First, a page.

In and around Kiruna, IRF uses all-sky cameras and other images to detect and record the aurora. The all-sky cameras have 180° field-of-view and take one image per minute. They have been in operation since the International Geophysical Year (IGY) in 1957 (Table 6, #9.1). The Auroral Large Imaging System (ALIS) is a large-scale array of high-resolution monochrome CCD detectors around Kiruna, a network of seven stations within approximately 50 x 50 km. The International Network for Auroral Optical Studies of the Polar Ionosphere, coordinated by IRF, is a forum for planning measuring campaigns, distributing information, and intercalibrating different sets of instruments located in different parts of the world. The network is part of the IPY-endorsed project Heliosphere Impact on Geospace (IPY Cluster #63), with Interhemispheric Conjugacy Effects in Solar-Terrestrial and Aeronomy Research (ICESTAR) and International Heliophysical Year (IHY) as lead projects.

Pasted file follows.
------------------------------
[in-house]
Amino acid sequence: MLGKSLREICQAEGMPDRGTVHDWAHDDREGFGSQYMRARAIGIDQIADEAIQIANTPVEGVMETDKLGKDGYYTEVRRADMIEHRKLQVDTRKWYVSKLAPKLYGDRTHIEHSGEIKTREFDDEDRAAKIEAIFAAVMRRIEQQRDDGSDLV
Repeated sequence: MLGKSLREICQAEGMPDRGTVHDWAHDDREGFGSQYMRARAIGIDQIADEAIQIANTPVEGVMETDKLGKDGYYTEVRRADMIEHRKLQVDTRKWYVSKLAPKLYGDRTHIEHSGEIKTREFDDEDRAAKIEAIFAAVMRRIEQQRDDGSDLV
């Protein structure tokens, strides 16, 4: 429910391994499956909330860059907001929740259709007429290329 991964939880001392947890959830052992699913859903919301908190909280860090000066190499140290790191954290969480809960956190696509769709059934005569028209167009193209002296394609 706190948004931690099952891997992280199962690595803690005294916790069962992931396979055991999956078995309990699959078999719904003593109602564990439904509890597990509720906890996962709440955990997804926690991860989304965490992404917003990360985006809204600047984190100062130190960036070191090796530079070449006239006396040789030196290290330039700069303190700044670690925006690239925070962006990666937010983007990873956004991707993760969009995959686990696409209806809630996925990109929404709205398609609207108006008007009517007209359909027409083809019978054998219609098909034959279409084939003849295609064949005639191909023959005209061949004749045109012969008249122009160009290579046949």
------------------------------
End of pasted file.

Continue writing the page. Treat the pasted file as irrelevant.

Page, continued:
Swedish Institute of Space Physics (IRF)
International Network for Auroral Optical Studies of the Polar Ionosphere (AUROPT)